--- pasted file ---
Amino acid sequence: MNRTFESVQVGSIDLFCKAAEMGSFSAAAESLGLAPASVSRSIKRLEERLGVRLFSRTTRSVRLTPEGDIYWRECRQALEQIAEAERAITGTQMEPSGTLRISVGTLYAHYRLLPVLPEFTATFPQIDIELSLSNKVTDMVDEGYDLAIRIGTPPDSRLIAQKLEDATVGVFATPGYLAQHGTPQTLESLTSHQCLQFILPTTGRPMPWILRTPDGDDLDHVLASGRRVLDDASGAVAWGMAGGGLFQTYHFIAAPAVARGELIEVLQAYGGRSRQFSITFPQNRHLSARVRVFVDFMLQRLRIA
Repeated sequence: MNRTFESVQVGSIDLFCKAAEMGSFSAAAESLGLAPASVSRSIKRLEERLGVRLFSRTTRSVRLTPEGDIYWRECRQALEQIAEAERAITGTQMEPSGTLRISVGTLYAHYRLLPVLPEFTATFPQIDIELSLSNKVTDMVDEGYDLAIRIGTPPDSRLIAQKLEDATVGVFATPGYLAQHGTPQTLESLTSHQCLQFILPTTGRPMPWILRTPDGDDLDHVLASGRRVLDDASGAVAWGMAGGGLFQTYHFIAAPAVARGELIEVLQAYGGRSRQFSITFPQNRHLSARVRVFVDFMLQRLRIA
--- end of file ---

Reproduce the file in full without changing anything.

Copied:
Amino acid sequence: MNRTFESVQVGSIDLFCKAAEMGSFSAAAESLGLAPASVSRSIKRLEERLGVRLFSRTTRSVRLTPEGDIYWRECRQALEQIAEAERAITGTQMEPSGTLRISVGTLYAHYRLLPVLPEFTATFPQIDIELSLSNKVTDMVDEGYDLAIRIGTPPDSRLIAQKLEDATVGVFATPGYLAQHGTPQTLESLTSHQCLQFILPTTGRPMPWILRTPDGDDLDHVLASGRRVLDDASGAVAWGMAGGGLFQTYHFIAAPAVARGELIEVLQAYGGRSRQFSITFPQNRHLSARVRVFVDFMLQRLRIA
Repeated sequence: MNRTFESVQVGSIDLFCKAAEMGSFSAAAESLGLAPASVSRSIKRLEERLGVRLFSRTTRSVRLTPEGDIYWRECRQALEQIAEAERAITGTQMEPSGTLRISVGTLYAHYRLLPVLPEFTATFPQIDIELSLSNKVTDMVDEGYDLAIRIGTPPDSRLIAQKLEDATVGVFATPGYLAQHGTPQTLESLTSHQCLQFILPTTGRPMPWILRTPDGDDLDHVLASGRRVLDDASGAVAWGMAGGGLFQTYHFIAAPAVARGELIEVLQAYGGRSRQFSITFPQNRHLSARVRVFVDFMLQRLRIA